However, accidents will still happen with your pup. You’ll need to be patient and use positive reinforcement. Yelling or hitting your puppy will likely just be scary and confusing to them, especially when a simple “no” will do. This principle should be used in other forms of training as well. In some cases, you could give your puppy a healthy treat.
Yes, while house training is important, it’s not the only thing your puppy needs to learn. Puppies can push boundaries, so it’s best to establish a consistent code of behavior. As mentioned before, puppies are prone to chewing. Rather than constantly yelling when your puppy chews the wrong thing, simply redirect their attention to a chew toy.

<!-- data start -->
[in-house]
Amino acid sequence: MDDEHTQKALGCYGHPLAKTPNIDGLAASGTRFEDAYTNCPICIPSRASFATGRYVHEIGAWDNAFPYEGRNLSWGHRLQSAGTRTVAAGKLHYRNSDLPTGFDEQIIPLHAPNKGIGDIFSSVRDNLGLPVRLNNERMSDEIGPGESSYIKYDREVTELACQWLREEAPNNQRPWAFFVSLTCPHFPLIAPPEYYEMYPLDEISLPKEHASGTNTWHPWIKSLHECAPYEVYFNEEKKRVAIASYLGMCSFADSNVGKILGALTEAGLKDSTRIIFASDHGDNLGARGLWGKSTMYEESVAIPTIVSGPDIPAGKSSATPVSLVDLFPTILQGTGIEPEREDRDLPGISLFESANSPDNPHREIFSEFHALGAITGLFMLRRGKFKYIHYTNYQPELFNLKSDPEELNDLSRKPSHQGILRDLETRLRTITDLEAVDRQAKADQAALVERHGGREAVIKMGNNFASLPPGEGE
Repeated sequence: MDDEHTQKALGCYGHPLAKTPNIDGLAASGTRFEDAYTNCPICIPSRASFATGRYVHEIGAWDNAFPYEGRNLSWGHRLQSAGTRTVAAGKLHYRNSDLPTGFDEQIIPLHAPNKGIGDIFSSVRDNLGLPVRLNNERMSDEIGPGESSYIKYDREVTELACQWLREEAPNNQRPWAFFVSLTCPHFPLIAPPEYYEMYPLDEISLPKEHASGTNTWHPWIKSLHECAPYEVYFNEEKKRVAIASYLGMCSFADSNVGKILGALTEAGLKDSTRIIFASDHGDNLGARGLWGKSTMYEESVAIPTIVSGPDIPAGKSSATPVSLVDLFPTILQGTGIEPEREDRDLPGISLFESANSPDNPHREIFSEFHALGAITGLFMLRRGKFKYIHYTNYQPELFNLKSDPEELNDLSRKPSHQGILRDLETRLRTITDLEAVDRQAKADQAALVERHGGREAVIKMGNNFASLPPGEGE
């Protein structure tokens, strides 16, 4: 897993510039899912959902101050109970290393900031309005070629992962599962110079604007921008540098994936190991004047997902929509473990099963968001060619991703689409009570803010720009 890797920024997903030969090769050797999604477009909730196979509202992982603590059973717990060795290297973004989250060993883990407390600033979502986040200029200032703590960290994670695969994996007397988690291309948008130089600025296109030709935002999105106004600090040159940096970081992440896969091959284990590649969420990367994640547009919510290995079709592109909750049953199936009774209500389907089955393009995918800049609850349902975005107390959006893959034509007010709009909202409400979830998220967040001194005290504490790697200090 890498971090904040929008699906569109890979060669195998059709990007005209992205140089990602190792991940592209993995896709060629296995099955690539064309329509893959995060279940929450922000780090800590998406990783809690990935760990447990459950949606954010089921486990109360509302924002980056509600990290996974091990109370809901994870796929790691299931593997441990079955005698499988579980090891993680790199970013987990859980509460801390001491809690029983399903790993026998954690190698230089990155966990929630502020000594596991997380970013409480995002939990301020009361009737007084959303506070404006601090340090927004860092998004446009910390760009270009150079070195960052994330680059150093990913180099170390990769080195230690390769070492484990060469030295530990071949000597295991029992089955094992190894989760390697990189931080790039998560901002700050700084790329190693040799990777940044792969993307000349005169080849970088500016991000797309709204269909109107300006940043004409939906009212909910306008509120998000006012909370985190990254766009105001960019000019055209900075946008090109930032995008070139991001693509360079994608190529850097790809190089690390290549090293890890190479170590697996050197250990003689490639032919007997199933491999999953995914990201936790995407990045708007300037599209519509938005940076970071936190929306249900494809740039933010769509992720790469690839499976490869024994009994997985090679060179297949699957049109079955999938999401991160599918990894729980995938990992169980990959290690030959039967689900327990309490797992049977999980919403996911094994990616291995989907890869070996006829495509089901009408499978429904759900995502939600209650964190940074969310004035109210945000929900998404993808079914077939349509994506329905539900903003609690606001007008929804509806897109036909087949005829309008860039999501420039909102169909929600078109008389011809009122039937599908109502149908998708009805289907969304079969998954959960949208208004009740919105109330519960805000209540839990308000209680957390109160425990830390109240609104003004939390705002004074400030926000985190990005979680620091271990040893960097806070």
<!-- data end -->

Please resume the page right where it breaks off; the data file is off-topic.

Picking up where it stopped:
Speaking of toys, be sure to play with your puppy often. Even once you’re able to take them for walks, at least half an hour of playtime will keep your puppy well exercised and happy. Playing is an important part of your puppy’s development, and it helps you and your puppy bond.
Once your puppy is old enough, you could try teaching some simple tricks and commands. These engage your puppy and teach them how to behave. Basic obedience commands like “sit”, “come”, and “wait” are typically where people start. Also, teach your puppy to sit still while grooming them by starting young and trying to make the process as stress-free as possible. Crate training is also very beneficial, as it gives your puppy a safe haven and can help you to sleep at night.
Training courses such as those found at https://www.puppytrainedright.com/site/online-puppy-training-course help you to train your puppy more effectively.